Bredemeyer v. CooperAnnotate this Case
276 N.E.2d 615 (1971)
Richard C. BREDEMEYER, Appellant, v. Janet E. COOPER, Appellee.
Court of Appeals of Indiana, Division No. 2.
December 29, 1971.
Ramon S. Perry, Adair, Perry, Beers, McAlister & Mallers, Philip H. Larmore, Ft. Wayne, for appellant.
Stanley A. Levine, Blume, Wyneken, Levine & Clifford, Ft. Wayne, Phil McNagny, Jr., Gates, Gates & McNagny, Columbia City, for appellee.
Plaintiff-appellee's negligence action against defendant-appellant for damages for personal injuries allegedly resulting from an automobile collision was tried to a jury. The verdict was for defendant-appellant but the trial judge sustained plaintiff's motion to correct errors by the following order:"The Court having taken under advisement plaintiff's motion to correct errors, now sustains said motion to correct errors for the reason that the verdict heretofore rendered is not supported by sufficient evidence upon the necessary elements of liability and damages and is contrary to the evidence in that the evidence in said trial showed that the defendant was negligent and that the plaintiff was not contributorily negligent and that the plaintiff was damaged to some extent. "IT IS THEREFORE ORDERED AND ADJUDGED BY THE COURT that a new trial be granted to the plaintiff."
Both the parties have treated the order as being based on the trial judge's determination that the verdict is against the weight of the evidence. If that was his determination, it was his duty to grant a new trial. Trial Rule 59(E) (7) unmistakably states that duty thus: "In reviewing the evidence, the court shall grant a new trial if it determines that the verdict of a non-advisory jury is against the weight of the evidence; ... ." Our duty on appeal is to affirm unless it is clearly demonstrated that the trial court abused its discretion, *616 which has not here been done. Bailey v. Kain (1963), 135 Ind. App. 657, 192 N.E.2d 486.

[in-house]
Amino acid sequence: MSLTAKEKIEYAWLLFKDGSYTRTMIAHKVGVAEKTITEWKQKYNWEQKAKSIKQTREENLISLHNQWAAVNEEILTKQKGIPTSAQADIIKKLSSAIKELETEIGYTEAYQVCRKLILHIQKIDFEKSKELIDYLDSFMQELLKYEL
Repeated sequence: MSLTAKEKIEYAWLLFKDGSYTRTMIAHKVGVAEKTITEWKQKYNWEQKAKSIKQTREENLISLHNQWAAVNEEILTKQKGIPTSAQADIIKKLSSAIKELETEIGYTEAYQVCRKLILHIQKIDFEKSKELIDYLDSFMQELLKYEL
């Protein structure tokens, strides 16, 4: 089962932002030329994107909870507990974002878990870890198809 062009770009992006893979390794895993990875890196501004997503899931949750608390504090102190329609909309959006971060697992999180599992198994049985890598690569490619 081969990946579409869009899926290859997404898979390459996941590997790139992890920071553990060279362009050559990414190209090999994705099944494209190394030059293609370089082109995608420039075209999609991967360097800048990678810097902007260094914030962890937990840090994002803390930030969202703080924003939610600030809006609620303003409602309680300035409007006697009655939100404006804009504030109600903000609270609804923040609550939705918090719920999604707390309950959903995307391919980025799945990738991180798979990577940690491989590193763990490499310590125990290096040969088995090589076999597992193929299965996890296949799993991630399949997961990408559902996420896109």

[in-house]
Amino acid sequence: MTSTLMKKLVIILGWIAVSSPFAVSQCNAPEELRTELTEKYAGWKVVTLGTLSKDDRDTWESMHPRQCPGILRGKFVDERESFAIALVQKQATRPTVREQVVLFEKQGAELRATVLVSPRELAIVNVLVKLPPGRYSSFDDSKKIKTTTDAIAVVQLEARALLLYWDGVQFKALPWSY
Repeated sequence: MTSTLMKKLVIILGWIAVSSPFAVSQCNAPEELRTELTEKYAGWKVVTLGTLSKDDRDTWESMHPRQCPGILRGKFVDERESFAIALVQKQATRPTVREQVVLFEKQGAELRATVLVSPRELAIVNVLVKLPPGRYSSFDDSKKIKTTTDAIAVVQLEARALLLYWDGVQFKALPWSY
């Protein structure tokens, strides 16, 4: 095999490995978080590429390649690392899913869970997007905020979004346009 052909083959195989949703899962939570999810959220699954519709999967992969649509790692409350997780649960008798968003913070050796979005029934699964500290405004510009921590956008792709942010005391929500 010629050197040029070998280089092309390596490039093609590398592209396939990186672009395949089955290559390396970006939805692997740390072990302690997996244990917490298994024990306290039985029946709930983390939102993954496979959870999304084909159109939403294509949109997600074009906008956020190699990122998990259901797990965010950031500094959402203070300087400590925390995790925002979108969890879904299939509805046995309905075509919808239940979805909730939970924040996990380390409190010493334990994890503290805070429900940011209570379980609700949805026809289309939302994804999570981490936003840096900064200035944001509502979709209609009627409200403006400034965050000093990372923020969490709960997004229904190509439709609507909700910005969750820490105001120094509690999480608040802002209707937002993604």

But TR. 59(E) (7) also requires:"When a new trial is granted because the verdict, findings or judgment do not accord with the evidence, the court shall make special findings of fact upon each material issue or element of the claim or defense upon which a new trial is granted. Such finding shall indicate whether the decision is against the weight of the evidence or whether it is clearly erroneous as contrary to or not supported by the evidence; if the decision is found to be against the weight of the evidence, the finding shall relate the supporting and opposing evidence to each issue upon which a new trial is granted; ... ."
The entry made clearly fails to comply with that requirement. Had it been followed our task might have been easier and the briefs of the attorneys more directly to the point. It may even be that an ample finding and statement by the trial court could have obviated an appeal. But now that the case is here on appeal and has been fully argued by sides we see nothing to be gained by ordering the trial judge to comply with the rule. Apparently the appellant who raises the question here failed to raise it below.
We want to emphasize, however, that our failure to require compliance with TR 59(E) (7) in this case should not be taken as a signal that the rule is to be ignored. We are certain that many cases will arise in which compliance will be necessary to a review in this court.
The briefs of the parties have demonstrated that reasonable men could have found from the evidence as did the jury and that equally reasonable men could have found as did the trial court. We find no abuse of discretion.
HOFFMAN, C.J., and SHARP and STATON, JJ., concur.